• It’s a tribe mentality and be ready to GTFO if you don’t conform.  As with many of the comment threads on social media, it can be a real garbage dump out there.  The piling on is incessant, and while these groups tout “safe space” and honesty, if you don’t grieve exactly the way they do, the pettiness can come out.  Hey, at least it makes me feel alive again! After being in the Hot Young Widows Club for a few weeks, I found the posts rather surface level, self-serving, and inauthentic.  It seemed it was more a place to brag about your life and have strangers blindly cheer you on and validate your choices.  I thought that’s what regular social media was for.  So I posted asking for more substantive commentary on how others get through their grief and how we can really get something out of this group, and noted it was likely not a popular opinion. Truth, it wasn’t.  All these really “nice” widows made passive aggressive comments saying I was judgmental and to not question how others grieve, that we’re here to support each other! blah blah blah.  Needless to say I bounced. I did get a few members private message me saying they agreed, but I wished they would have said it publicly.  Sometimes it’s lonely being right!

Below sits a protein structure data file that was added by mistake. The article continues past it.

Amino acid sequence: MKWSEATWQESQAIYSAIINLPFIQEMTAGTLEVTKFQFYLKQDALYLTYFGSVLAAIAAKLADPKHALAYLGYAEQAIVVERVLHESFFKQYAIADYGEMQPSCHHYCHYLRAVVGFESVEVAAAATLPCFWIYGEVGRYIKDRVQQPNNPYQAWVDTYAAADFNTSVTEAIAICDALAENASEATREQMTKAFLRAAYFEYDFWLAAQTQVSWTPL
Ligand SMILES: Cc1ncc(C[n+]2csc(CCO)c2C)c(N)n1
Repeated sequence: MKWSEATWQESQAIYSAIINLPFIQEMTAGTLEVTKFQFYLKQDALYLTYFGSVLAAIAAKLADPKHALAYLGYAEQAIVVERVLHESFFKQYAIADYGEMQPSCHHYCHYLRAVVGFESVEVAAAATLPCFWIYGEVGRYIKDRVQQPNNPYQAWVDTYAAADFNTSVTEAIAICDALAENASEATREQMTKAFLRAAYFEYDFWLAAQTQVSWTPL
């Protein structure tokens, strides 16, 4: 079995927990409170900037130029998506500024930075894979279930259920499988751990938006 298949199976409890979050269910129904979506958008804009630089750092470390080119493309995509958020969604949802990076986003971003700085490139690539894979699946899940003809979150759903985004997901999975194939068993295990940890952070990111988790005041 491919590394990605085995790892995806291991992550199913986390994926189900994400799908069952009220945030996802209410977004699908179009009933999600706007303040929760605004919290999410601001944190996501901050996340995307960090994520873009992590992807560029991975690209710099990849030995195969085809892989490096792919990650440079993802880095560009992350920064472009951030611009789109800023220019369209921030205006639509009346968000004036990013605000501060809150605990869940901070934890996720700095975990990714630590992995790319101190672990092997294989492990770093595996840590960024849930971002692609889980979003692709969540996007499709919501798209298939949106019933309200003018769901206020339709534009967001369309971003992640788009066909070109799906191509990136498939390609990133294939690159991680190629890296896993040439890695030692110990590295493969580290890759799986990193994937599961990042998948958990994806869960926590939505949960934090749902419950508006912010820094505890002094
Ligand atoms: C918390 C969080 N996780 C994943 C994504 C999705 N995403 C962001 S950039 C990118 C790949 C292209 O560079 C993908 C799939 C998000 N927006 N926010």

• I find the term “support” a loose one.  While these (often times) closed groups brand themselves as supportive networks for the bereft, they don’t always work out that way.  When they’re not spilling drama or bragging about their chapter 2, they’re posting a lot of selfies fishing for compliments or posting stupid memes you’ve already seen 398305804958 other places.  And there is also the particularly shudder worthy widower who likes to tell “all the women in this group” that they are beautiful and “deserve good man”…like him.  Hmmm no thanks.  If I realized I wanted a 58 yo diabetic I’d know it was time to bow out.

Now you’re probably thinking, “why even bother with traveling to these Clubs Widow?”  Well for all the bullshit I’ve mentioned above, every once in a while there are truly relatable conversations or positive advice that emerge.  Mixing in some outside perspective from Betty Jo in Duluth helps me to not forget this situation is universal in a lot of ways, and we’re all just trying to make it through.  When I joined them early on, I especially looked to widows who were further along to get a sense of what to expect, and I have to say that was helpful.

I hope this pocket travel guide proves helpful, and don’t give your money to a stranger you’ve met on the internet, like ever.  Widowed or not, that’s just sage advice.

 

*Not her real name. These groups are anonymous and I protect their sanctity until the day I die!
**Still not her name. Sanctity remember?!